It could remain that way in the future, or it could actually be subsumed into the main WSOP as a kind of adjunct.
After all, one of the common opinions about online poker is that it requires an entirely different skill set than live poker tournaments where everybody congregates in the same room.
Thus, there is a scenario where the main WSOP bracelet series might include a few online events in the various disciplines. Only time will tell if that’s the way it will go in the future.
Players must once again be located in either New Jersey or Nevada to play. At that point, the international version of the WSOP online takes over for the month of August, while the official WSOP live events begin on September 30th and continue through November 23rd.
Hellmuth’s Surprising Next Opponent
Phil Hellmuth’s recent run of success in the High Stakes Duel format featured at PokerGo had many in the industry wondering whom he would be willing to take on next.
Or would it be an up-and-comer who has made a name for themselves in recent years when the game, both in how it is played and the outlets where it is played, has changed so dramatically?
And the answer appears to be: neither of the above. This past week, Hellmuth teased a surprise opponent, and it turns out he wasn’t kidding.
The lucky opponent (or maybe unlucky opponent considering how hot Hellmuth is in the format) is Nick Wright. For those who might be scratching their heads, Wright is a sports talk show host at Fox Sports 1.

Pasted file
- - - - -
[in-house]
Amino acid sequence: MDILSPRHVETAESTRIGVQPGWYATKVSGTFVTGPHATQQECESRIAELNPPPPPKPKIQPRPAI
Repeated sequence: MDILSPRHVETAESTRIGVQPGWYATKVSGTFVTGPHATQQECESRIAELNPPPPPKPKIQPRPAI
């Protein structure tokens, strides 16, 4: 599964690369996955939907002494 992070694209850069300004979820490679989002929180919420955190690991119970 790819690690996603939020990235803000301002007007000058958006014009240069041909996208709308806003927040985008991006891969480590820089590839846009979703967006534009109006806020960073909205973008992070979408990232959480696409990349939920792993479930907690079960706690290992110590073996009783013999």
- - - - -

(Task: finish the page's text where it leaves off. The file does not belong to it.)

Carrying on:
Wright is known to play recreationally, and he is scheduled to appear on the upcoming season of Poker After Dark.
But to think that he would have a shot against Hellmuth is a bit far-fetched. Wright acknowledged as such when talking about the match this week, heaping praise on Helmuth while admitting he would be a monster underdog.
In previous High Stakes Duel matchups, losers had the opportunity to ask for up to two rematches, with the stakes doubling for each subsequent match.
That’s how Hellmuth ended up bagging $350,000 against both Esfandiari and Negreanu, as he swept them in three matches each of $50,000, then $100,000, and finally $200,000.
It seems unlikely that this match will go that far. Wright isn’t likely to cough up that much dough (after the initial 50 grand) in what seems like a hopeless proposition. Instead, look for a big-name pro to pick up the gauntlet after the first match and replace Wright.
Of course, there is also the possibility that Wright pulls off the massive upset. It would stem much of the momentum that Hellmuth has built up over the past year or so, as he has looked more and more unbeatable in the head-to-head format after six straight wins.
Stay Tuned for Hellmuth vs Wright at the Aria Las Vegas
Wright has a lot to gain and Hellmuth a lot to lose (reputation-wise, if not money-wise), so the pressure would seem to be firmly on the Poker Brat in this matchup.
Or maybe it will be a drubbing that makes everybody wonder what both sides were thinking when they thought up this match.